His nephew got scared, so Mulayam’s here: BJP’s singer-candidate

May 6th, 2009 - 4:08 pm ICT by IANS  

Bharatiya Janata Party By Sharat Pradhan
Mainpuri (Uttar Pradesh), May 6 (IANS) Fighting an electoral battle against a political bigwig is no mean task. More so if your are a novice like the Bharatiya Janata Party’s (BJP) 31-year-old Tripti Shakya, who is pitted against Samajwadi Party chief Mulayam Singh Yadav from Mainpuri that goes to the polls Thursday.

Locals see it as a “deer battling against a lion in his den”. Undaunted by the odds, Shakya - an established and popular ‘bhajan’ singer - has thrown the gauntlet at the all powerful Mulayam Singh.

“His nephew Dharmendra Yadav, who had won from this seat in 2004, got so scared of me that he changed his constituency to Budaun and the fact that Mulayam Singh had to himself take the plunge from here reflects their assessment of the popular support I have here,” Shakya told IANS in an interview.

She may be new to politics, but she has found a novel way to tackle her opponent. Shakya has tried to endear herself to the masses by singing their favourite bhajans.

She is quite a rage with women in particular. And the youth too relate to her because of her very simple mannerisms, affability, uncorrupted image and her zest.

Asked if the might and stature of her opponent did not scare her, she replied: “My victory became a foregone conclusion the day the sitting Mainpuri MP decided to abandon his seat and started hunting for a safer corner. The fact that the Samajwadi Party’s national president chose to take his place here further enhanced my status.”

When asked what she would do if she came face to face with Mulayam Singh, she quipped: “I will just seek his blessings.”

Mulayam Singh has by and large refrained from uttering anything against the young woman, who had taken the plunge into the political arena virtually straight after completing her postgraduation in music from Prayag Sangeet Vidyapeeth in Allahabad.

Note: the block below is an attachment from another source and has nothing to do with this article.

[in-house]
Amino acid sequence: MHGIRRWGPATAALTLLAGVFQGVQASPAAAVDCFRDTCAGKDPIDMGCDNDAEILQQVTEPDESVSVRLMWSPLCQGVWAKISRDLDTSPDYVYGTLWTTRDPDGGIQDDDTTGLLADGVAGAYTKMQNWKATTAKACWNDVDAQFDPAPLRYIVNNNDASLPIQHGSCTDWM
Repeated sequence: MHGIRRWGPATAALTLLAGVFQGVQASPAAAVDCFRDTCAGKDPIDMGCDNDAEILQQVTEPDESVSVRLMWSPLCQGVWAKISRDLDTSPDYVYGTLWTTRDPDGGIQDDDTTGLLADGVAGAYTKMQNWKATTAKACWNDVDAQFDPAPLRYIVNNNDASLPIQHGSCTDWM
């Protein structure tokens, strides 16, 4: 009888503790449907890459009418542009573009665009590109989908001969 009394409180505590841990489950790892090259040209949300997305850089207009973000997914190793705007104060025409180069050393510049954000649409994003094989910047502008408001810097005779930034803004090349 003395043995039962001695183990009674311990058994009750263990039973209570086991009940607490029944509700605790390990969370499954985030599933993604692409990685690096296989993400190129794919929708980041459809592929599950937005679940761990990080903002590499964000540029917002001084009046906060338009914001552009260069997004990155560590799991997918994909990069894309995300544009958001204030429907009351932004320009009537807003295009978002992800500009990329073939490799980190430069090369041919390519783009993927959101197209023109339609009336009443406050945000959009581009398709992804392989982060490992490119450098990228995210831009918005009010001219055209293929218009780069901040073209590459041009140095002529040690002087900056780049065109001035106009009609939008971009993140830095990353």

Though Shakya knows that she is up against insurmountable odds, she is in no mood to give up. Unmindful of the scorching 40 degrees Celsius temperature over the past two weeks, she has been busy scanning every inch of the sprawling rural constituency.

“I set out early in the morning so that I can catch up with people before they proceed on their daily chores and I don’t return before 10 p.m.,” she said, while giving details of how she moves from village to village and door to door.

Does she take off with her bhajans on her own or wait for the audience to make a request? “I sing only when people express their keenness to hear their favourite bhajans,” she said.

But she has more in her arsenal, particularly the promise of development. “I am capable of giving to the people what they have never seen in Mainpuri - development,” she claimed.

“Neither Mulayam nor his nephew ever cared to do anything in the name of development of this highly neglected area, where basic civic amenities like drinking water, roads, drainage and electricity are extremely scarce. Since they always regarded Mainpuri as their pocket borough, development never figured in their scheme of things,” she said.

Shakya said: “But I am not going to sit pretty. If I am elected from here, I will owe it to the people of Mainpuri for whose good and well-being I will devote all my energies.”

When asked how she could be taken at her word, especially as she hails from Etawah and was educated in Allahabad, Shakya shot back: “I am not a ‘netaji’ (as Mulayam Singh is popularly referred to), who will make promises only to be broken. I will keep my word to prove that unlike their netaji, I am one of them, for them and by them.”

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